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8 July, 2000

July 8, 2000

Matanuska Glacier, Alaska

It seems glaciers aren’t the only things that advance and retreat! Today we experienced mixed results in the progress in our project. Through the efforts of Justin, Josh and Ben Cashman we finally had a working ISCO at our disposal. Earlier in the week one had gotten pulled into the water and needed a good drying out. They managed to get it back into good working condition.

The vent that we decided to monitor first is one we call Trail Vent as it surfaces very close to a trail that hikers can take out onto the glacier. It is a very new vent. In fact it just opened up a couple of days ago. New vents can form from year to year and old ones can plug up and stop flowing. The same is true of moulins. After much discussion we decided our best strategy would be to try to establish connections between the closest moulin/vent pair. This parcticular vent is best suited for this approach.

After getting the ISCO set up we hauled 160 pounds of rock salt, a plastic barrel and a couple of five gallon buckets out to the nearest moulin, maybe a quarter mile or so up the glacier. After looking it over we decided to go to one just a little farther away as it looked like the better of the two to work with. We decided to use a lot of salt initially since we weren’t sure how much it might get diluted before exiting through a vent. Our first hope is that it actually exits the vent we’re monitoring. We took a barrel along to see how much salt we could get dissolved and in solution quickly. As I suspected we could not get even a 40 pound bag to completely dissolve in the cold water. So we ended up dumping the barrel and three dry bags of salt into the moulin. We hope that the turbulent flow inside the moulin and glacier conduit system will dissolve it all quickly.

We had arranged to be picked up at two o’clock and since we had finished early decided to have a look around. As we walked away and past the first moulin we began to talk about what we thought could be happening underneath. What we noticed as we looked around was that a series of four or five moulins seemed to line up somewhat in a low valley of ice that ran east-west. We also saw that cracks in the ice ran north-south. Could it be possible that the moulins were forming in the cracks and then expanding them to run to the North or South Vents? If so we would be monitoring the wrong vent! In southern Indiana where I went to college limestone is dissolved away by water to form caves. I seemed to recall (correctly or not) that water running off the land would go into cracks in the limestone and slowly dissolve it to form sinkholes and caves. I asked Ben if sinkholes line up along valleys the way we were seeing the moulins line up in this ice valley. It seemed to me that the same forces and actions should be taking place here. From what he recalls he believes that they do. If so then maybe our moulin will drain toward our Trail Vent! We hope to find out soon. If we see nothing in our samples did the water flow out some other vent? Will the salt be so diluted by the time it exits that it fails to show significant increases in conductivity? Fortunately for us there are ISCOs scattered around at many of the vents. If it comes out in detectable amounts then we will find our connection. If nothing shows up anywhere we may need to increase the salt. At Trail Vent we decided to sample at 15 minute intervals. At the other vents samples are only taken every two hours. We’re hopeful that something will show up somewhere. If not then we’ll have to rethink our strategy.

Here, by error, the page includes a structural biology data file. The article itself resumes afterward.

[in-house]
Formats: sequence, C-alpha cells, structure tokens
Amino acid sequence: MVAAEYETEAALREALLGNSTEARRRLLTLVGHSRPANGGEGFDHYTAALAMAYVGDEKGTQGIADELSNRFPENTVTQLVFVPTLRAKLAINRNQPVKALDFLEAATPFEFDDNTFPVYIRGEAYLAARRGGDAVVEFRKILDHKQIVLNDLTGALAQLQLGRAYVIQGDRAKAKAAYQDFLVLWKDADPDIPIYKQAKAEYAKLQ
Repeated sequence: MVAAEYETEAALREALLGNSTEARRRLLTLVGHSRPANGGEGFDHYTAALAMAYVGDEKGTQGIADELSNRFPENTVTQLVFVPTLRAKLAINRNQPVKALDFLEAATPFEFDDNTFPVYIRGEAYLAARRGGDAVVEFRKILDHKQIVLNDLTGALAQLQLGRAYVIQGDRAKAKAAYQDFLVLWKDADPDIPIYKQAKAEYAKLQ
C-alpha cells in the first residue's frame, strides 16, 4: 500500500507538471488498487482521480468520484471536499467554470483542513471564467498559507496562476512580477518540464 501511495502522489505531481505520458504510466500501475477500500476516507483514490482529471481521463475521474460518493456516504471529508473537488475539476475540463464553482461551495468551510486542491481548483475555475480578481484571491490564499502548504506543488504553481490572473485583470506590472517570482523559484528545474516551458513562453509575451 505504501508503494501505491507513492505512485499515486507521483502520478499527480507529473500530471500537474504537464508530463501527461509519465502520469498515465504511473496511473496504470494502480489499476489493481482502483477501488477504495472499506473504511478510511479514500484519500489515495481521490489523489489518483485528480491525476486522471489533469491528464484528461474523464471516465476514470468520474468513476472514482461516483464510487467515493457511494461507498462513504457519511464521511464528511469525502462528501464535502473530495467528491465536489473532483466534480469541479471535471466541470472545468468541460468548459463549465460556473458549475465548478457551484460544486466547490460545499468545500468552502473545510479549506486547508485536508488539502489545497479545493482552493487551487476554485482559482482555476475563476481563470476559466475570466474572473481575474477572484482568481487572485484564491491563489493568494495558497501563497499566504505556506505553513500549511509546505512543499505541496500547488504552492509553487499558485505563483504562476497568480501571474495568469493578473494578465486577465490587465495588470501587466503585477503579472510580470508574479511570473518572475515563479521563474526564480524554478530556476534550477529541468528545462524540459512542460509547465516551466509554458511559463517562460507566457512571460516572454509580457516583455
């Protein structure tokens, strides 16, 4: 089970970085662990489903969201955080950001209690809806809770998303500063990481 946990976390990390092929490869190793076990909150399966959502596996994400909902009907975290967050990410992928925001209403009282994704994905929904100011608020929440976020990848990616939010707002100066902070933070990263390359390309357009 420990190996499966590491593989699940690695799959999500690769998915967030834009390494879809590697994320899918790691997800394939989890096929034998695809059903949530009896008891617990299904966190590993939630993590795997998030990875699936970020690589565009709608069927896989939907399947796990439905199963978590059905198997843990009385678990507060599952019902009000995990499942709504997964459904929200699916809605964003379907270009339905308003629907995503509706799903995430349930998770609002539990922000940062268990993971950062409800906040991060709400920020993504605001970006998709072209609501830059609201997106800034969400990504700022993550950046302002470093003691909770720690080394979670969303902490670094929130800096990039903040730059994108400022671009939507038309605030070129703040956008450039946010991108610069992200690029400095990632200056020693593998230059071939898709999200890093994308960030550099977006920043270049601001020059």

In spite of getting a good start on this part of the research we encountered problems in the afternoon with the fluorometer. Before leaving for Alaska I had prepared a set of standard dye solutions. These are solutions that are mixed with known concentrations of dye. The fluorometer does not seem to want to give consistently accurate readings of the concentrations of these standards. After many attempts to remedy the situation we decided to gather as much information as possible and call the technical support crew at the manufacturer next week. I had experienced similar problems when working with the fluorometer at home and found the tech support person to be very helpful. So we will be on the phone addressing this issue first thing Monday morning. Tomorrow we will see how fruitful today’s work was. Till then.....

Marvin Giesting

Deploying the ISCO water sampler at Trail Vent.

Ben is dumping the predissolved salt into the moulin. All around it looks as though we can't possibly be on a glacier. There is just a thin layer of rock debris on top of the ice. It is only like this near the terminus. Higher up the glacier the ice is visible everywhere except on the moraines. You can see that rocks and silt near the moulin have been washed into it by running water in the past.

Looking down into the small moulin we worked with today.

This is an old inactive moulin we discovered on our way back from dumping the salt. The sides are grey from all the silt that keeps rinsing down from above as the ice melts away.

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